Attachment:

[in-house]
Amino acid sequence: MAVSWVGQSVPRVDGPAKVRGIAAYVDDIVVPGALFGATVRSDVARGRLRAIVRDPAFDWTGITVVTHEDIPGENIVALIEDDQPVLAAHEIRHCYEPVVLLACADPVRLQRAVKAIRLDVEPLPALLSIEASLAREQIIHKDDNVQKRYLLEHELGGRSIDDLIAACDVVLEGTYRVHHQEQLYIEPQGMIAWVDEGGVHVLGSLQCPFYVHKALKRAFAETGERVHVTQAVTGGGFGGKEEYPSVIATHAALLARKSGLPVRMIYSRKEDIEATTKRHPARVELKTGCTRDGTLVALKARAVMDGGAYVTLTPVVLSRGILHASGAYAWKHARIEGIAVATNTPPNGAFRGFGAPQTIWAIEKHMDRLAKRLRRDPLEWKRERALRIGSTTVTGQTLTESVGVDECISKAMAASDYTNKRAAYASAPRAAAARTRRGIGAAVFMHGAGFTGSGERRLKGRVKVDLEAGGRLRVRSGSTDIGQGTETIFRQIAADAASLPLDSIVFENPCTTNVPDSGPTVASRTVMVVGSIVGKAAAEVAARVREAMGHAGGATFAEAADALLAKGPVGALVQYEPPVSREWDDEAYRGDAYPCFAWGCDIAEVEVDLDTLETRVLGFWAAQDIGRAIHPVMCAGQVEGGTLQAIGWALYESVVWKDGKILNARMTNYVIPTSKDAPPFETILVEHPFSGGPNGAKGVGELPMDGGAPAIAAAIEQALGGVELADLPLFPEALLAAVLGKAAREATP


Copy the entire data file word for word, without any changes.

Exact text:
[in-house]
Amino acid sequence: MAVSWVGQSVPRVDGPAKVRGIAAYVDDIVVPGALFGATVRSDVARGRLRAIVRDPAFDWTGITVVTHEDIPGENIVALIEDDQPVLAAHEIRHCYEPVVLLACADPVRLQRAVKAIRLDVEPLPALLSIEASLAREQIIHKDDNVQKRYLLEHELGGRSIDDLIAACDVVLEGTYRVHHQEQLYIEPQGMIAWVDEGGVHVLGSLQCPFYVHKALKRAFAETGERVHVTQAVTGGGFGGKEEYPSVIATHAALLARKSGLPVRMIYSRKEDIEATTKRHPARVELKTGCTRDGTLVALKARAVMDGGAYVTLTPVVLSRGILHASGAYAWKHARIEGIAVATNTPPNGAFRGFGAPQTIWAIEKHMDRLAKRLRRDPLEWKRERALRIGSTTVTGQTLTESVGVDECISKAMAASDYTNKRAAYASAPRAAAARTRRGIGAAVFMHGAGFTGSGERRLKGRVKVDLEAGGRLRVRSGSTDIGQGTETIFRQIAADAASLPLDSIVFENPCTTNVPDSGPTVASRTVMVVGSIVGKAAAEVAARVREAMGHAGGATFAEAADALLAKGPVGALVQYEPPVSREWDDEAYRGDAYPCFAWGCDIAEVEVDLDTLETRVLGFWAAQDIGRAIHPVMCAGQVEGGTLQAIGWALYESVVWKDGKILNARMTNYVIPTSKDAPPFETILVEHPFSGGPNGAKGVGELPMDGGAPAIAAAIEQALGGVELADLPLFPEALLAAVLGKAAREATP